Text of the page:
Jesse Karjalainen, the author of The Joy of English.A Finnish polymath set himself the task of unravelling the most common mistakes and grey areas plaguing the most widely spoken language in the world, just to make your English better.

IT’S USUALLY at nonchalant places such as bars where – after a long period of maturation and a couple of pints – ideas and dreams are let loose to run aloof.

This is also where Jesse Karjalainen, 38, with the encouragement of his girlfriend, decided to go with his well incubated idea of writing a book about the most common mistakes made by native and fluent English speakers. Now, many may be raising their brows: a Finnish guy has written a book about the mistakes English speakers make in their mother tongue? That doesn’t sound right!

Jesse is not your typical Finn, however. Born in Sweden, brought up in Australia and university educated in the UK, cosmopolite Jesse considers English to be his mother tongue and Swedish his second, leaving Finnish in third place. “These days I speak in English with my Mum and Swedish when we want to keep matters to ourselves!” he reveals.

Currently working as an editor, designer and producer in a publishing company in the UK, Jesse is a journalist by education and also works as a professional photographer. He also works for Helsinki Times and has worked for the Swedish-language newspaper Hufvudstadsbladet.

An editor by day and a writer by night, Jesse worked on building up his book for 13 months. “The funny thing is, the day I decided to write the book, I took a week off work, and thought I could write it in a week!” After three full drafts and copious feedback from family and friends – and a long ban from the Playstation and the TV – the book, The Joy of English – 100 conversations about the English language, was ready.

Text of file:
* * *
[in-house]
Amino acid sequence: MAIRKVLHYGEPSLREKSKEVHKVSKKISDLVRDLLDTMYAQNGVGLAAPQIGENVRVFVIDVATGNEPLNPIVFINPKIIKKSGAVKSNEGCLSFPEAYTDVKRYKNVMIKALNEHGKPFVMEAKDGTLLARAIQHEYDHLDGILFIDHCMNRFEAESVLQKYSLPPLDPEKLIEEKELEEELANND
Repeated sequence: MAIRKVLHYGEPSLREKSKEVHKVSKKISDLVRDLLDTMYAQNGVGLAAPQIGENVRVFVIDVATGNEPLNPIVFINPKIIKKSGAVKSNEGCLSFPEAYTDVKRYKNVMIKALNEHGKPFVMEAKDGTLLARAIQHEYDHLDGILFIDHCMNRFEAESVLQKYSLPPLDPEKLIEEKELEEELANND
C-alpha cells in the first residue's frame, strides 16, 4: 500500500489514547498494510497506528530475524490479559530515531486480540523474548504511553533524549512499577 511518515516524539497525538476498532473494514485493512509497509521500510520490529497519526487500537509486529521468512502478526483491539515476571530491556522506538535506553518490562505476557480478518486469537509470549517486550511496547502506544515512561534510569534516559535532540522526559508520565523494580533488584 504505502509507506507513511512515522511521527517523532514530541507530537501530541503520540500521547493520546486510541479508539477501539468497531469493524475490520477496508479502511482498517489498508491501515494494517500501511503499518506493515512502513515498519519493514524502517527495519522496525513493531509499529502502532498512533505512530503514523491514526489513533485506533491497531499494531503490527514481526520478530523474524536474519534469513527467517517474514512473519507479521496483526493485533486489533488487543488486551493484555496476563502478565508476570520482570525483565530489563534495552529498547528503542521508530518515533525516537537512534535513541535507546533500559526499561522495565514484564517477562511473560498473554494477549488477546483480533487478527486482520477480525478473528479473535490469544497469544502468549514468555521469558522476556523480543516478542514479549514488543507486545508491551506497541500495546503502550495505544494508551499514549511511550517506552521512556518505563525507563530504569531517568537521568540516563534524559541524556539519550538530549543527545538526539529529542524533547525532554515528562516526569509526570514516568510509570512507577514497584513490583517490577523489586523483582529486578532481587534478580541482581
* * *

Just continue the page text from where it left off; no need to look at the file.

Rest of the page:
The Joy of English
Published on 25 November
Sample chapters can be
downloaded at:

The book can be found at:

So what was it that made him write a book about these most common mistakes in the first place? “Basically, I’m an editor: I edit people’s work every day, and I have a boss who’s training me, telling me what’s good and what’s bad. I get to pick up things in a professional way. The spark came from the fact that the same things would come up over and over again,” Jesse explains. He sees English language being crammed with old wives’ tales, raising debate in and outside the office. “If someone at the BBC says ‘an hotel’ many may think ‘oh, I didn’t realise that was the right form,’ spreading the misconception further.”

Another reason for doing the book was that on opening a typical grammar book people are often overwhelmed by the utter boredom that it induces, being consequently put off by the whole subject. “This is why I thought that it was important to write a book that is both accessible and fun to read,” also considering the fact that he hadn’t seen other such books on the market. “I just thought that, hey, I would’ve loved to have known these when working!” The book may come in handy not only to people working in journalism, communication and publishing, but also to university students or anyone who has to write any-
thing in English for their work.

Jesse admits it does sound quite funny. “Finland’s newest writer has written a book about English in English for the English about how to speak better English,” he says, chuckling.